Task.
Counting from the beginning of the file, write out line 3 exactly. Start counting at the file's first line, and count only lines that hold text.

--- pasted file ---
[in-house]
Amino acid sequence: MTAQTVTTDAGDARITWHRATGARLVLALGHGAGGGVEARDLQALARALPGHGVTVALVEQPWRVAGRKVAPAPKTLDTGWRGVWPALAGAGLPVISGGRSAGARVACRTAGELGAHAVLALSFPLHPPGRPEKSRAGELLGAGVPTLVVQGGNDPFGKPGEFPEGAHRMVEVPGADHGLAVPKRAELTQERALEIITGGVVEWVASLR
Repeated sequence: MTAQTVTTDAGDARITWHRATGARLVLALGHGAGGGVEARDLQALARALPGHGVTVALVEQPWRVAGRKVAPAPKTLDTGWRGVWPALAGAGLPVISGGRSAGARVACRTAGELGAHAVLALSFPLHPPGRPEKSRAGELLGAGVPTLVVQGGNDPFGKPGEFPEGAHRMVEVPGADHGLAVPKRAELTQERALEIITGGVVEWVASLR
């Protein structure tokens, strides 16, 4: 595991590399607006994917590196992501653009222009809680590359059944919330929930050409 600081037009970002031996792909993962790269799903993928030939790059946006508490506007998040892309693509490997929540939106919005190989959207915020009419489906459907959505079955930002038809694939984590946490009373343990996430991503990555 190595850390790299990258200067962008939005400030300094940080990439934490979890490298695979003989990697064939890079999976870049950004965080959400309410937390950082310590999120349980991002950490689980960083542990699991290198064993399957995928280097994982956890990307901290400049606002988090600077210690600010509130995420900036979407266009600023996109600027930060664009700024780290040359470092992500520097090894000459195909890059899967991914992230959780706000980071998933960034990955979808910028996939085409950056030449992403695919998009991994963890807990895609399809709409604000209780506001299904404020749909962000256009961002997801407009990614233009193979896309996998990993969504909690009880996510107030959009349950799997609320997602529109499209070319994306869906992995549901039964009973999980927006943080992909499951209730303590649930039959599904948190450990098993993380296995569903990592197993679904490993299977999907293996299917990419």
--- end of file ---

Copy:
Repeated sequence: MTAQTVTTDAGDARITWHRATGARLVLALGHGAGGGVEARDLQALARALPGHGVTVALVEQPWRVAGRKVAPAPKTLDTGWRGVWPALAGAGLPVISGGRSAGARVACRTAGELGAHAVLALSFPLHPPGRPEKSRAGELLGAGVPTLVVQGGNDPFGKPGEFPEGAHRMVEVPGADHGLAVPKRAELTQERALEIITGGVVEWVASLR